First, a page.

These are just some of the main characteristics/symptoms associated with Borderline Personality Disorder, but many other traits associated with the illness also include:
  • Psychotic episodes
  • All or nothing thinking
  • Overgeneralising
  • Self-blaming
  • Dissociation
  • Tunnel vision
  • Magnification of your negative qualities.

It is estimated that around 1% of the UK population is affected by Borderline Personality Disorder, which doesn't seem like a lot but I know for a fact it affects far more people than we could ever realise. It is often an illness linked with violence and violent outbursts and it is for that reason that it is rarely discussed. It is a difficult disorder to live with, certainly, and the constant internal conflicts that occur within the illness make it a difficult one to treat. 

It is suggested that the most effective form of treatment for Borderline Personality Disorder sufferers is Dialectical Behavioural Therapy (DBT) - a treatment in which I am engaging in at the moment. Designed specifically for those with BPD, it takes the traditional Cognitive Behavioural Therapy method of treatment and adapted it so that the therapy over time enables you to change your thought processes, but also works with the patient in helping you come to terms with acceptance of yourself at the same time. DBT also has a strong emotional regulation focus, using techniques such as mindfulness, distress tolerance, self-soothe, and interpersonal effectiveness. I am currently undergoing individual treatment for this, but have also experienced DBT whilst being in a group.

I'm speaking out about my diagnosis because it's a scary one to receive. It's often confusing and is never really explained to the individual upon diagnosis, and the representations of BPD sufferers you often see are negative. It's never talked or spoken about, mainly because of it's complex nature, belittling the sufferer into believing they're 'mental' or that there's something wrong with them. I'm struggling so much to write this post as I know full well that the complexities of living with an illness such as BPD can never be summarised into a blog post, or a video, as it exhibits such a range of characteristics between each individual and also has varying degrees depending on the person. Interestingly, many sufferers of the illness are high-functioning for the most part, like myself, and can hold down jobs and other life events (although personally for me I think that is possibly to do with my perfectionism also). I just feel too much. Any compliment, insult, criticism or life-event feels like being plucked at the skin with tweezers, we have the tendency to experience every single emotion to the fullest and to indulge in that emotion for the amount of time it takes until another creeps in and takes over. We care, some would say too much, about others, so much that we want to hold them close to us and keep them there. Yet because we are so full of self-hatred, we also feel that these people are so good that they won't want people like us. So we sink further into our own bubble and can only allow ourselves out when it's to push someone back who tries desperately to get in. Our bubble makes us more likely to turn to the first self-destructive outlet possible, once we've adhered to the isolation that we never really craved but that it seems like we, without meaning to, created for ourselves. The other people that you thought defined you are now gone, so you lay, struck with the boredom of the lack of your own identity. And you're nothing once more.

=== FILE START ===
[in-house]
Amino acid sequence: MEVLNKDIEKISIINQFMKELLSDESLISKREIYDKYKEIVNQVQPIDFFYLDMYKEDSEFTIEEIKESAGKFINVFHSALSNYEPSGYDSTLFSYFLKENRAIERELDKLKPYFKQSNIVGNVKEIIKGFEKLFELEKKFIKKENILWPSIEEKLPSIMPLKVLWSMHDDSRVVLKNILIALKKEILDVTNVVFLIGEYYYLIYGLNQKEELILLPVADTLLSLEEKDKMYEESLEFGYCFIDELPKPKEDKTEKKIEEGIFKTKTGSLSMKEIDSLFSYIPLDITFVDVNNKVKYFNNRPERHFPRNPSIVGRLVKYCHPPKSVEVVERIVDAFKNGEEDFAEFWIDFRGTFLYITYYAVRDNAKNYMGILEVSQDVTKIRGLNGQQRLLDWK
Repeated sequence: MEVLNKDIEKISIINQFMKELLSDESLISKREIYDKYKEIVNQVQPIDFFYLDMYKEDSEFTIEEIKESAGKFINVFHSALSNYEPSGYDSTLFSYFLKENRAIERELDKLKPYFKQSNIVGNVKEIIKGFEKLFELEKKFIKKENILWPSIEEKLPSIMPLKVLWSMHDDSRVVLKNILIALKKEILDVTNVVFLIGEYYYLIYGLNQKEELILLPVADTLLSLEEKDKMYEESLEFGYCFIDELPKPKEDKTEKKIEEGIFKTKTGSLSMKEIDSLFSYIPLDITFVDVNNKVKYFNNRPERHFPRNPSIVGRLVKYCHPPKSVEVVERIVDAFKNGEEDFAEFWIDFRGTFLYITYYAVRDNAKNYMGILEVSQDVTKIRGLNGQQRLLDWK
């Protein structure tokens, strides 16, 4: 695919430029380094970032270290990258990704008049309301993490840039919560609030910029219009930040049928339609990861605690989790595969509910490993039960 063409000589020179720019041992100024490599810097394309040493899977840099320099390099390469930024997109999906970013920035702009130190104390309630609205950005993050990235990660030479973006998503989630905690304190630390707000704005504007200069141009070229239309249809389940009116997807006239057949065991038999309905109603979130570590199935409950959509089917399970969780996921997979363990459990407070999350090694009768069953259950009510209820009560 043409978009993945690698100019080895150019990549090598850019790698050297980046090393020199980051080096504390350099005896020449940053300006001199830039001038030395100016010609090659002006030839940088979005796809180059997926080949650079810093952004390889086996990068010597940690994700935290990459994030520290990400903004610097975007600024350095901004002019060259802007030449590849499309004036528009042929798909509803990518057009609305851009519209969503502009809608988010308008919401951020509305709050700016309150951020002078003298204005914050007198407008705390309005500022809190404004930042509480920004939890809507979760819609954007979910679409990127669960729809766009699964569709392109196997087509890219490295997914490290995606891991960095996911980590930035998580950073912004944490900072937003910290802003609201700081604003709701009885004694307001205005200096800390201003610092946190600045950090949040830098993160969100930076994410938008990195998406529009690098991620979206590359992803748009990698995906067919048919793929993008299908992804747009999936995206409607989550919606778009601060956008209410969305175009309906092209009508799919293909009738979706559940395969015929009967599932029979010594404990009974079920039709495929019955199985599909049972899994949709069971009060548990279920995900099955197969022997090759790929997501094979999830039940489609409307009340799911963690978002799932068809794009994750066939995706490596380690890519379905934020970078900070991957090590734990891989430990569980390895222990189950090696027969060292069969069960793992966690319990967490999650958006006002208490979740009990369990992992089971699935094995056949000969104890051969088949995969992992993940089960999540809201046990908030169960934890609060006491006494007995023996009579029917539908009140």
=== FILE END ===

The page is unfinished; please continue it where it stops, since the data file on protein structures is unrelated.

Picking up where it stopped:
For me, BPD feels like a consistent cycle and at times my thoughts can feel rather hypocritical towards each other. It's confusing, isolating, and for most, a consistent struggle. If I have taught one person today about Borderline Personality Disorder in at least from one persons perspective, then I can say I have done something right.

I must stress that this blog post should not be used to relate to every individuals personal experiences, I've tried to relate it as close to mine as possible whilst also being open minded to others. There are a variety of other symptoms which I have no experience of and therefore cannot comment on - and if you are interested in learning more about BPD I'm going to suggest that you check out some websites such as these.

Thank you.